An agreement for sale and purchase in a mortgagee sale is usually different from the standard contract that you have seen in your other property deals. The lender will require removal of some of the more common contractual provisions.
As the lender wishes to dispose of the property as soon as possible, it may be unwilling to negotiate the terms of the agreement, or allow the purchaser to make it conditional. It may be difficult to make the agreement subject to finance or a builder's report, which means that you need to arrange finance and be satisfied as to the condition of the property before entering into the agreement.
Another potential pitfall is that a lender's agreement for sale and purchase will not usually guarantee vacant possession. You should find out whether the mortgagor is still occupying the property, or whether there are existing tenants. If this is the case, it may become your responsibility to make the previous occupiers vacate the property after settlement.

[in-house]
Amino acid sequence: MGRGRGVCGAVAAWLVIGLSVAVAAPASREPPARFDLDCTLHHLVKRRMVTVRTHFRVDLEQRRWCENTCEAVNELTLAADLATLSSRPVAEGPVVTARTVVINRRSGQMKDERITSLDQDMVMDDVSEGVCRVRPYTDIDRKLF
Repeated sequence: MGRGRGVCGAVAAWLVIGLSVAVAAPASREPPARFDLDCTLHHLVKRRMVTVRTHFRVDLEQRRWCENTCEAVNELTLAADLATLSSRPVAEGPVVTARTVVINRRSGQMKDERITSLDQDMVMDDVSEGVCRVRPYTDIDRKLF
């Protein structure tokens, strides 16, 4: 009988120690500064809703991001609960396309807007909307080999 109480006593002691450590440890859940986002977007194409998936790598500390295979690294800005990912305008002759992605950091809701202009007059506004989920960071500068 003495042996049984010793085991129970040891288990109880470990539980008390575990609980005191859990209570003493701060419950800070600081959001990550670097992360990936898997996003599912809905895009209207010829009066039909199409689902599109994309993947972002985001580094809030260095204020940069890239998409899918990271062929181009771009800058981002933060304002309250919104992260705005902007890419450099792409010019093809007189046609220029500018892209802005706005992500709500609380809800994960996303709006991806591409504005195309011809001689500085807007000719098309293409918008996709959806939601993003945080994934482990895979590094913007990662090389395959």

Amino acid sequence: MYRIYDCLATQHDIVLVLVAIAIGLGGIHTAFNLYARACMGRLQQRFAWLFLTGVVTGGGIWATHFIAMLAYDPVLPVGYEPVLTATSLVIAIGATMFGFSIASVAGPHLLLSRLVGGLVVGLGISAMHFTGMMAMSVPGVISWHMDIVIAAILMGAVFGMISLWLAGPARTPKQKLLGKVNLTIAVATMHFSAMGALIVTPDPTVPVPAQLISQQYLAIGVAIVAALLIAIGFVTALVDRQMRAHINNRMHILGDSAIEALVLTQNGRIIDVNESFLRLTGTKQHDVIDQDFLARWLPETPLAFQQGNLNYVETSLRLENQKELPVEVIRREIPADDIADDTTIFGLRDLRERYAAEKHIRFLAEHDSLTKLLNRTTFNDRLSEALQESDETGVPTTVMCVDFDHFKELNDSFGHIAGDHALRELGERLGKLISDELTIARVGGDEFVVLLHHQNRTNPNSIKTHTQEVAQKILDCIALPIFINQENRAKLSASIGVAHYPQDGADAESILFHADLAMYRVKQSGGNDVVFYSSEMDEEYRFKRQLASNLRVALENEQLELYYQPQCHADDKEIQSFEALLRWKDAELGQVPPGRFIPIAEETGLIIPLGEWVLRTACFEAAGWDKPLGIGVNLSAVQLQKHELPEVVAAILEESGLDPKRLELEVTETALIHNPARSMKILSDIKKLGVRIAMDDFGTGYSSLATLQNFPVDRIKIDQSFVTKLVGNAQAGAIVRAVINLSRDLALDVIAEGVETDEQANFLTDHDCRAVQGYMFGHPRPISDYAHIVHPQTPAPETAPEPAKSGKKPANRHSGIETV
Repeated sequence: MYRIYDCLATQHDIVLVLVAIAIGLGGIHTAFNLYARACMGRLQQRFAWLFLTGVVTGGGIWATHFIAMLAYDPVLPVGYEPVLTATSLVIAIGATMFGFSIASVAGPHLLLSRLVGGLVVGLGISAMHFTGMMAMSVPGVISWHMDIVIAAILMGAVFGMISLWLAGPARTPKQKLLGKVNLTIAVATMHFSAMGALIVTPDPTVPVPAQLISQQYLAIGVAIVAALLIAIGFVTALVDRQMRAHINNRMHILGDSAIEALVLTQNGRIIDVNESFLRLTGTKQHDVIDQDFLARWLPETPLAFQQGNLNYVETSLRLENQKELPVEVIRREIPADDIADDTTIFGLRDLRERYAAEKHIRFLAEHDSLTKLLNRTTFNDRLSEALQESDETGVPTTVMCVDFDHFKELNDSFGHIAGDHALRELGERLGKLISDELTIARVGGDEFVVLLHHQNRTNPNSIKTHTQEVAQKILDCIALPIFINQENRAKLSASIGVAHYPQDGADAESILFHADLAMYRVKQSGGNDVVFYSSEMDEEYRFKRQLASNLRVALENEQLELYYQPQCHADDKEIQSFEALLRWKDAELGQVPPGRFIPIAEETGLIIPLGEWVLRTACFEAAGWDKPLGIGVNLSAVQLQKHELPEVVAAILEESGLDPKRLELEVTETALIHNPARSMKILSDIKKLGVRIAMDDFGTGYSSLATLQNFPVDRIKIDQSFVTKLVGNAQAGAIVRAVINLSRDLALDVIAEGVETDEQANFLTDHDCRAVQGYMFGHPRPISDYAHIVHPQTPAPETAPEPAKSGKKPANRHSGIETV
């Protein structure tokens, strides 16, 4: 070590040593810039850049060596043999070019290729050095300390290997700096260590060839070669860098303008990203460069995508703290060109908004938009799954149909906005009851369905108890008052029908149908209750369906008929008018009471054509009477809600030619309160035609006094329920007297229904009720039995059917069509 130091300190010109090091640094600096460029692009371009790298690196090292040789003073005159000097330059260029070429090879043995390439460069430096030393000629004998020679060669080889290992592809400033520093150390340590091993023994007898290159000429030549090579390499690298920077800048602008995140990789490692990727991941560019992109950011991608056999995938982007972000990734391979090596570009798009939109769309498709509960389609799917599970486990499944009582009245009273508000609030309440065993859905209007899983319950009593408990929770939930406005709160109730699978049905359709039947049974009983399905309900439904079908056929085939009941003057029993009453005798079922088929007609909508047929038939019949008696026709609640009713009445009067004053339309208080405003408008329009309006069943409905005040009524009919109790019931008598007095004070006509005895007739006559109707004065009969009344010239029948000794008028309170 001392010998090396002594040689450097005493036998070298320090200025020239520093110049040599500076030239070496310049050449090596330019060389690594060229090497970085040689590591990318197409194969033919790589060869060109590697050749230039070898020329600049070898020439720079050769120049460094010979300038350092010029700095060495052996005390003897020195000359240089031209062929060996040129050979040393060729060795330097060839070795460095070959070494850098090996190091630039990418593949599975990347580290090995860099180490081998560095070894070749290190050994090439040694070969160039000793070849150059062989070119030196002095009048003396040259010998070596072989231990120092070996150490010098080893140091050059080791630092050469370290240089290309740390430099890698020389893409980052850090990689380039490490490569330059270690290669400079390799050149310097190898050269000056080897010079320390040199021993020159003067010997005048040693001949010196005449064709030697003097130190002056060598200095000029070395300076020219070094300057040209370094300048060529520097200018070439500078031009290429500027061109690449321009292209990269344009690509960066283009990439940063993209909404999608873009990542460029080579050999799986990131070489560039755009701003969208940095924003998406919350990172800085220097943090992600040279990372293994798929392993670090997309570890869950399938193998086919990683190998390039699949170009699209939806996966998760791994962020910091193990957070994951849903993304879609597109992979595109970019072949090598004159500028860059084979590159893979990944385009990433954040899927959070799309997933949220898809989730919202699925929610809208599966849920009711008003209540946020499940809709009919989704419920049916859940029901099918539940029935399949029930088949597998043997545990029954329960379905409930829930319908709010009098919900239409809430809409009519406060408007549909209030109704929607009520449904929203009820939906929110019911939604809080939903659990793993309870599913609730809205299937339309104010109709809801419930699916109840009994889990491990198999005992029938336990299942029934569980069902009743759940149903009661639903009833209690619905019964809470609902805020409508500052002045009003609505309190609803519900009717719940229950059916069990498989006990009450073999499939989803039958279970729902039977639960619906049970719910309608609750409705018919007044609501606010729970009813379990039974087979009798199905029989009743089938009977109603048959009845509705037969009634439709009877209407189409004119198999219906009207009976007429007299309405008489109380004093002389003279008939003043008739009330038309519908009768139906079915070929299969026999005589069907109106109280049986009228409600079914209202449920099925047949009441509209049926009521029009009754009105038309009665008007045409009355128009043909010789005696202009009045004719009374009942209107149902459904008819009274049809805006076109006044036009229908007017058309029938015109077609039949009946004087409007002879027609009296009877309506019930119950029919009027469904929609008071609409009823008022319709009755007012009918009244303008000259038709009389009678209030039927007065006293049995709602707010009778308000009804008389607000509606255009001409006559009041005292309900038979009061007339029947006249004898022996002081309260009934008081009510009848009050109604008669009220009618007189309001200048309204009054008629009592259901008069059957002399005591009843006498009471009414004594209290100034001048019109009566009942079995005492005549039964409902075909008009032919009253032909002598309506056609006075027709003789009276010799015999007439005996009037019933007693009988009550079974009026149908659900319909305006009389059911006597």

Furthermore, there is usually no vendor's guarantee for the condition of the property, including compliance with the building code.
If you are able to inspect the property before the sale, it will not necessarily be in the same condition on the settlement date.
The owner has the right to remove any chattels that would usually be included in a sale and purchase agreement.
You as the purchaser must bear the risks for any defects or damage to the property, so it may be a good idea to adjust your offer to take this into account.
You should also insure the property as soon as the agreement for sale and purchase is signed, so that you are not out of pocket in the event of damage to the property.
Given the numerous potential issues associated with buying a property at a mortgagee sale, it is important to do your homework before signing an agreement for sale and purchase.
Find out as much as you can about the property, read the agreement carefully, and discuss the proposed purchase with your solicitor.
The information contained in Commercial Property is intended to provide general information in summary form current at the time of printing. The contents do not constitute legal advice and should not be relied on as such. Specialist advice should be sought in particular matters.